Serradella in the mix of autumn feed plans

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Brookton farmer Anna Butcher with a handful of seradella seed.
Camera IconBrookton farmer Anna Butcher with a handful of seradella seed. Credit: Cally Dupe

Sowing serradella for pasture is a new experience for many farmers but it can be done with a standard air seeder using canola settings.

Colin and Anna Butcher seeded more than 500ha of French serradella in summer, about 30ha of which will be harvested at the end of November.

Their air seeder moved onto canola this week without modifications, after putting in Margurita serradella pods at 20kg a hectare.

About 40kg/ha of potassium sulfate was top dressed to provide required potassium and sulphur.

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The Butchers are confident Margurita could withstand a false break and provide autumn feed for their 3500 lambing ewes.

“The benefit of the serradella stubble is in autumn as a feed for sheep — it has really filled the feed gap,” Mr Butcher said.

“If you get good standings, over summer the stubble retains its goodness. You can keep sheep on a maintenance diet, just grazing them and not feeding them.”

Brookton farmer Anna Butcher with a handful of seradella seed.
Camera IconBrookton farmer Anna Butcher with a handful of seradella seed. Credit: Cally Dupe

The Butchers first trialled the nitrogen-fixing forage legume six years ago after receiving a Wheatbelt Natural Resource Management Grant.

This year, about a third of arable land on property has been sown to serradella and its cousin, biserrula, as a break crop and sheep feed. It will aos provide nitrogen for following crops.

The Butchers use minimum nitrogen on their canola, wheat, barley and hay crops, with the exception of three units upfront at seeding. Instead, they rotate serradella and biserrula pastures across paddocks, with a one-year pasture phase followed by a one, two or three-year cropping phase.

Ms Butcher said once established, serradella could be a highly productive pasture and replaced the need for a chemical fallow or additional nitrogen on crops. “Last year, we had good seed set, eventually, we had the late July, August, September rains,” she said.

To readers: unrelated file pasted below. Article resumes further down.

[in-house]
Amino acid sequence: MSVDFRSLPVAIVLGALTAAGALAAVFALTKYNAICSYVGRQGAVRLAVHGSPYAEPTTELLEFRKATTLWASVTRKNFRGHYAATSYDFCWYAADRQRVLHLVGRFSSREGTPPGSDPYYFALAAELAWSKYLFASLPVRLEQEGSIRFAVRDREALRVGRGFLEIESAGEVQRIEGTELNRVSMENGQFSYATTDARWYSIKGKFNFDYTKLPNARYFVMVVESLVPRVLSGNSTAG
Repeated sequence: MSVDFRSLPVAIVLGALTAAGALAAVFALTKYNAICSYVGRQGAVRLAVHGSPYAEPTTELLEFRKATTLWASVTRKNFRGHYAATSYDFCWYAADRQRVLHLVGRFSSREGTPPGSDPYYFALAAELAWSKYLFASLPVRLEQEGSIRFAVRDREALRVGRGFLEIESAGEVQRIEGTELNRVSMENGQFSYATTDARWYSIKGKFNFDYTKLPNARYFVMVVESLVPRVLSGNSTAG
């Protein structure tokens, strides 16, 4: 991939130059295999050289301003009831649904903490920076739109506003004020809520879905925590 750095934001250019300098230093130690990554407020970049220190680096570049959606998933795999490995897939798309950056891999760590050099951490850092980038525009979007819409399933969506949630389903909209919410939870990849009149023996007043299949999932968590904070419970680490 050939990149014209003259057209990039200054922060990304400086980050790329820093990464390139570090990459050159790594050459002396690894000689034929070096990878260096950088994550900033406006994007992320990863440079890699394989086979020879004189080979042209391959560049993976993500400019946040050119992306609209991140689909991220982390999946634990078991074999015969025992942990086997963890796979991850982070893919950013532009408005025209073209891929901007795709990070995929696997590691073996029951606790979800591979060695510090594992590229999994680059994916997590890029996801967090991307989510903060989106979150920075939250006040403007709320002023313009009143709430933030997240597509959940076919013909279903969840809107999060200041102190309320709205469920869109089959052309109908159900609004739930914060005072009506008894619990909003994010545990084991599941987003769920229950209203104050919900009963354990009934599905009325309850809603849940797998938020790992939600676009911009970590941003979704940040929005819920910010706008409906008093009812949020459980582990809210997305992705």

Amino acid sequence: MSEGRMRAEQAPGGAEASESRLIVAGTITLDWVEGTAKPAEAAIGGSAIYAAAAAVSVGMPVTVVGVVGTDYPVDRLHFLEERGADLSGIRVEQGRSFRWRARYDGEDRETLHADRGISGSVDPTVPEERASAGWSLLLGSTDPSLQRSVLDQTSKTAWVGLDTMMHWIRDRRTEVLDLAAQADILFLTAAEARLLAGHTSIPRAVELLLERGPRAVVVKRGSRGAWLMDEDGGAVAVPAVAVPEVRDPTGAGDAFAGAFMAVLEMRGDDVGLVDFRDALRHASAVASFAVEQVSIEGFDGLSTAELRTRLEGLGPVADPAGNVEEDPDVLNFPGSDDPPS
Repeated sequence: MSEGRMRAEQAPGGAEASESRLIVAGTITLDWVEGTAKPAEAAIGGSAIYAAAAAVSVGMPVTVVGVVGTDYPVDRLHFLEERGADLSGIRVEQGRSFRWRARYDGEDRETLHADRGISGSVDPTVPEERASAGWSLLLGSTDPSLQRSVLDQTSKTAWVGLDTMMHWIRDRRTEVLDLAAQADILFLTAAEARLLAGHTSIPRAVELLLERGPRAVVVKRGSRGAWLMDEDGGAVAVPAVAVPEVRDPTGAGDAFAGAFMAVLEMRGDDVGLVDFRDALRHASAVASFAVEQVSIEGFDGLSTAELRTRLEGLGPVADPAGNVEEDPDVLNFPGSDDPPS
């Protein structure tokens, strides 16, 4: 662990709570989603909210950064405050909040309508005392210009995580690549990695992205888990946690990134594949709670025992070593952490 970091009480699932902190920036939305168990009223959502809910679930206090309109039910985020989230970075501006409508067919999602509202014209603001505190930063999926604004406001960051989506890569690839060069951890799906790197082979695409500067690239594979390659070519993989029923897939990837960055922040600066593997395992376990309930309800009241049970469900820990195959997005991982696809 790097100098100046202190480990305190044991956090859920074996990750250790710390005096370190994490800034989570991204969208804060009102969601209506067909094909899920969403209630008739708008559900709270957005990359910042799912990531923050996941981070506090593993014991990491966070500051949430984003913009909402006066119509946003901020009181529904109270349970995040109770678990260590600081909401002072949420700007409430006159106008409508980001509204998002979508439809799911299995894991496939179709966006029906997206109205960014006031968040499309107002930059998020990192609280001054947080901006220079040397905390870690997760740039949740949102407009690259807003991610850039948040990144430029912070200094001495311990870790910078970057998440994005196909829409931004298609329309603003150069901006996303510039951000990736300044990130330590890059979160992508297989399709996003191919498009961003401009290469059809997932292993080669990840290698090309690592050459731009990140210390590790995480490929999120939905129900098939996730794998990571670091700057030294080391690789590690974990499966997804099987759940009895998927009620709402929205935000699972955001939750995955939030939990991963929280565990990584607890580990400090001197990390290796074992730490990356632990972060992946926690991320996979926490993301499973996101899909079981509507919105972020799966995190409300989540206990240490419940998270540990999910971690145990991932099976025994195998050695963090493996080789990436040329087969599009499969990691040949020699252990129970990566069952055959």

“In early November, it was still growing, most years by the middle of August, it is starting to seed.

“If you get late rains, it will keep growing, especially in the sandier soils.” Serradella was introduced from the Mediterranean region about a decade ago by researchers from the then-Department of Agriculture and Food WA.

It has four released cultivars; hard-seeded Margurita and Erica and soft-seeded Cadiz and Eliza.

Murdoch University professor Brad Nutt, formerly of DAFWA, developed Erica and Margurita.

He said the pasture was gaining popularity among growers.

During the crop phase, seradella can be suppressed with an in-crop broadleaf herbicide and later allowed to regenerate.

Growers are advised not to grow serradella or biserrula on paddocks that have been exposed to sulpholnylurea-based or clopy-ralid-based herbicides.

While there is no farmer-to-farmer trading for serradella, the seed is available to buy.

The Butchers plan to harvest their serradella in November, with expected yields of 300 to 1000kg/ha.

French serradella cultivars

  • Cadiz: soft-seeded, 325-500mm rainfall
  • Eliza: soft-seeded, 250-400mm rainfall
  • Erica: hard-seeded, 325-500mm rainfall
  • Margurita: hard-seeded, 325-500mm rainfall

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